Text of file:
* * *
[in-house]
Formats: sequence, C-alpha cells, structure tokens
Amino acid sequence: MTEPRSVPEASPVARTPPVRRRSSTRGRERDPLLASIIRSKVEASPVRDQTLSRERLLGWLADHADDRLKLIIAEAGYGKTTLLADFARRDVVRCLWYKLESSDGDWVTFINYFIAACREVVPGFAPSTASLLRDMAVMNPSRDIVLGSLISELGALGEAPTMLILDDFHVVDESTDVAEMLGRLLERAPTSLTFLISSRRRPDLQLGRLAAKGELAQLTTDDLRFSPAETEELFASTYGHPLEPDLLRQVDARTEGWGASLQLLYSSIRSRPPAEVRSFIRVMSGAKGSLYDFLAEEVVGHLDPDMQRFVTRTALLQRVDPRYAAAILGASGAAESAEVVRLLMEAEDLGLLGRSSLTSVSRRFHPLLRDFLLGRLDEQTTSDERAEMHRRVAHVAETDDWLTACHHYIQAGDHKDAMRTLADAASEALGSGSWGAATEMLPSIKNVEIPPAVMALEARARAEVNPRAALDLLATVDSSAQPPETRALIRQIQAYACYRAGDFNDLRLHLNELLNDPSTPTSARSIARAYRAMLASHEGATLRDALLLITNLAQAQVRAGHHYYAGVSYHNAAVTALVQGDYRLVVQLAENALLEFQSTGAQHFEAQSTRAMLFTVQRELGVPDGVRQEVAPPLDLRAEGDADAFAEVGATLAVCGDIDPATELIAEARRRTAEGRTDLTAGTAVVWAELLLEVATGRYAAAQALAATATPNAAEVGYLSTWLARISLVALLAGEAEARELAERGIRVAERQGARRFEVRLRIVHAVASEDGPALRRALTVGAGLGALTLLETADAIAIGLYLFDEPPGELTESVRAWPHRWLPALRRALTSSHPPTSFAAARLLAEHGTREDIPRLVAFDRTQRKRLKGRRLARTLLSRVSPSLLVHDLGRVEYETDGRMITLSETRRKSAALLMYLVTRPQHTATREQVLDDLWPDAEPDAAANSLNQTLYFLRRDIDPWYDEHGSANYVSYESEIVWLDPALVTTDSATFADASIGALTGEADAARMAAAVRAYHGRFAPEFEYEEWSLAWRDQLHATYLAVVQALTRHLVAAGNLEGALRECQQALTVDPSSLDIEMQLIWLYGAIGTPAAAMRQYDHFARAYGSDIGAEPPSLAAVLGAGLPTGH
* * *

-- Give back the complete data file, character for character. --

[in-house]
Formats: sequence, C-alpha cells, structure tokens
Amino acid sequence: MTEPRSVPEASPVARTPPVRRRSSTRGRERDPLLASIIRSKVEASPVRDQTLSRERLLGWLADHADDRLKLIIAEAGYGKTTLLADFARRDVVRCLWYKLESSDGDWVTFINYFIAACREVVPGFAPSTASLLRDMAVMNPSRDIVLGSLISELGALGEAPTMLILDDFHVVDESTDVAEMLGRLLERAPTSLTFLISSRRRPDLQLGRLAAKGELAQLTTDDLRFSPAETEELFASTYGHPLEPDLLRQVDARTEGWGASLQLLYSSIRSRPPAEVRSFIRVMSGAKGSLYDFLAEEVVGHLDPDMQRFVTRTALLQRVDPRYAAAILGASGAAESAEVVRLLMEAEDLGLLGRSSLTSVSRRFHPLLRDFLLGRLDEQTTSDERAEMHRRVAHVAETDDWLTACHHYIQAGDHKDAMRTLADAASEALGSGSWGAATEMLPSIKNVEIPPAVMALEARARAEVNPRAALDLLATVDSSAQPPETRALIRQIQAYACYRAGDFNDLRLHLNELLNDPSTPTSARSIARAYRAMLASHEGATLRDALLLITNLAQAQVRAGHHYYAGVSYHNAAVTALVQGDYRLVVQLAENALLEFQSTGAQHFEAQSTRAMLFTVQRELGVPDGVRQEVAPPLDLRAEGDADAFAEVGATLAVCGDIDPATELIAEARRRTAEGRTDLTAGTAVVWAELLLEVATGRYAAAQALAATATPNAAEVGYLSTWLARISLVALLAGEAEARELAERGIRVAERQGARRFEVRLRIVHAVASEDGPALRRALTVGAGLGALTLLETADAIAIGLYLFDEPPGELTESVRAWPHRWLPALRRALTSSHPPTSFAAARLLAEHGTREDIPRLVAFDRTQRKRLKGRRLARTLLSRVSPSLLVHDLGRVEYETDGRMITLSETRRKSAALLMYLVTRPQHTATREQVLDDLWPDAEPDAAANSLNQTLYFLRRDIDPWYDEHGSANYVSYESEIVWLDPALVTTDSATFADASIGALTGEADAARMAAAVRAYHGRFAPEFEYEEWSLAWRDQLHATYLAVVQALTRHLVAAGNLEGALRECQQALTVDPSSLDIEMQLIWLYGAIGTPAAAMRQYDHFARAYGSDIGAEPPSLAAVLGAGLPTGH